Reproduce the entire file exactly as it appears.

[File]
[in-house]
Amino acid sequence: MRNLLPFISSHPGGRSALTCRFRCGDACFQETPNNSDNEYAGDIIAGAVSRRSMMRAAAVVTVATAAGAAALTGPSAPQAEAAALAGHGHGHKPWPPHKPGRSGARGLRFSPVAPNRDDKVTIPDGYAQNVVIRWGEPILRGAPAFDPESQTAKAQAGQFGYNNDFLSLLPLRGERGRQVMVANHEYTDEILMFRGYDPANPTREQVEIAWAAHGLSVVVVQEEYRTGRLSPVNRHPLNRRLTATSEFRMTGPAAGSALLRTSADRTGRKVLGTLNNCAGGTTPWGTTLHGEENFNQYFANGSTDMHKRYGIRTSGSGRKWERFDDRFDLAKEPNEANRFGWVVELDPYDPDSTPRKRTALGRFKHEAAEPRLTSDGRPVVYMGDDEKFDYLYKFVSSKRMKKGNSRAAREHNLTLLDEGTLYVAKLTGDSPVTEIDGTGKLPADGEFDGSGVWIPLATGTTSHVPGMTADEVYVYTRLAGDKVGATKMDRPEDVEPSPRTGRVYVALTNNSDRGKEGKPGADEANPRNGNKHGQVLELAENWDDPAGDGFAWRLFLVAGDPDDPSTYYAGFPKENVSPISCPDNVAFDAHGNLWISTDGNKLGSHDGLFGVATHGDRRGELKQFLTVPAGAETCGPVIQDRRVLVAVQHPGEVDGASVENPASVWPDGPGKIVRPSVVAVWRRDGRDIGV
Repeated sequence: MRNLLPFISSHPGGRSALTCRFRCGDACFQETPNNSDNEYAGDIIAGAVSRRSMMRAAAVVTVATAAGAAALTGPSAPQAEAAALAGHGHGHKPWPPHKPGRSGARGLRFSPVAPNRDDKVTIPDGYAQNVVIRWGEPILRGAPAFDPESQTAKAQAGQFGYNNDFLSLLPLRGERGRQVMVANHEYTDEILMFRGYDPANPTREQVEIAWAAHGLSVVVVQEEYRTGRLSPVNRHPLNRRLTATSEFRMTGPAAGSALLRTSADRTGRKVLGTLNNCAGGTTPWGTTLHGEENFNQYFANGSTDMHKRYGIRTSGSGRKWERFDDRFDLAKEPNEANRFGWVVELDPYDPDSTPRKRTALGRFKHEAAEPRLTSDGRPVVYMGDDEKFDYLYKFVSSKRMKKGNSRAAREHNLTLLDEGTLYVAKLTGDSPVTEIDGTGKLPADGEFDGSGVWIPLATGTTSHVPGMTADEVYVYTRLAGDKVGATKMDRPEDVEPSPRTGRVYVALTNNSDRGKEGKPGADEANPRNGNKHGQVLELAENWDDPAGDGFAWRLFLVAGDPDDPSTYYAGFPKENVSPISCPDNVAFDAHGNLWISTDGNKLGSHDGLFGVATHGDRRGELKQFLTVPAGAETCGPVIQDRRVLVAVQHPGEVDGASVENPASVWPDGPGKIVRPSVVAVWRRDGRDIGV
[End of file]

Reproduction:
[in-house]
Amino acid sequence: MRNLLPFISSHPGGRSALTCRFRCGDACFQETPNNSDNEYAGDIIAGAVSRRSMMRAAAVVTVATAAGAAALTGPSAPQAEAAALAGHGHGHKPWPPHKPGRSGARGLRFSPVAPNRDDKVTIPDGYAQNVVIRWGEPILRGAPAFDPESQTAKAQAGQFGYNNDFLSLLPLRGERGRQVMVANHEYTDEILMFRGYDPANPTREQVEIAWAAHGLSVVVVQEEYRTGRLSPVNRHPLNRRLTATSEFRMTGPAAGSALLRTSADRTGRKVLGTLNNCAGGTTPWGTTLHGEENFNQYFANGSTDMHKRYGIRTSGSGRKWERFDDRFDLAKEPNEANRFGWVVELDPYDPDSTPRKRTALGRFKHEAAEPRLTSDGRPVVYMGDDEKFDYLYKFVSSKRMKKGNSRAAREHNLTLLDEGTLYVAKLTGDSPVTEIDGTGKLPADGEFDGSGVWIPLATGTTSHVPGMTADEVYVYTRLAGDKVGATKMDRPEDVEPSPRTGRVYVALTNNSDRGKEGKPGADEANPRNGNKHGQVLELAENWDDPAGDGFAWRLFLVAGDPDDPSTYYAGFPKENVSPISCPDNVAFDAHGNLWISTDGNKLGSHDGLFGVATHGDRRGELKQFLTVPAGAETCGPVIQDRRVLVAVQHPGEVDGASVENPASVWPDGPGKIVRPSVVAVWRRDGRDIGV
Repeated sequence: MRNLLPFISSHPGGRSALTCRFRCGDACFQETPNNSDNEYAGDIIAGAVSRRSMMRAAAVVTVATAAGAAALTGPSAPQAEAAALAGHGHGHKPWPPHKPGRSGARGLRFSPVAPNRDDKVTIPDGYAQNVVIRWGEPILRGAPAFDPESQTAKAQAGQFGYNNDFLSLLPLRGERGRQVMVANHEYTDEILMFRGYDPANPTREQVEIAWAAHGLSVVVVQEEYRTGRLSPVNRHPLNRRLTATSEFRMTGPAAGSALLRTSADRTGRKVLGTLNNCAGGTTPWGTTLHGEENFNQYFANGSTDMHKRYGIRTSGSGRKWERFDDRFDLAKEPNEANRFGWVVELDPYDPDSTPRKRTALGRFKHEAAEPRLTSDGRPVVYMGDDEKFDYLYKFVSSKRMKKGNSRAAREHNLTLLDEGTLYVAKLTGDSPVTEIDGTGKLPADGEFDGSGVWIPLATGTTSHVPGMTADEVYVYTRLAGDKVGATKMDRPEDVEPSPRTGRVYVALTNNSDRGKEGKPGADEANPRNGNKHGQVLELAENWDDPAGDGFAWRLFLVAGDPDDPSTYYAGFPKENVSPISCPDNVAFDAHGNLWISTDGNKLGSHDGLFGVATHGDRRGELKQFLTVPAGAETCGPVIQDRRVLVAVQHPGEVDGASVENPASVWPDGPGKIVRPSVVAVWRRDGRDIGV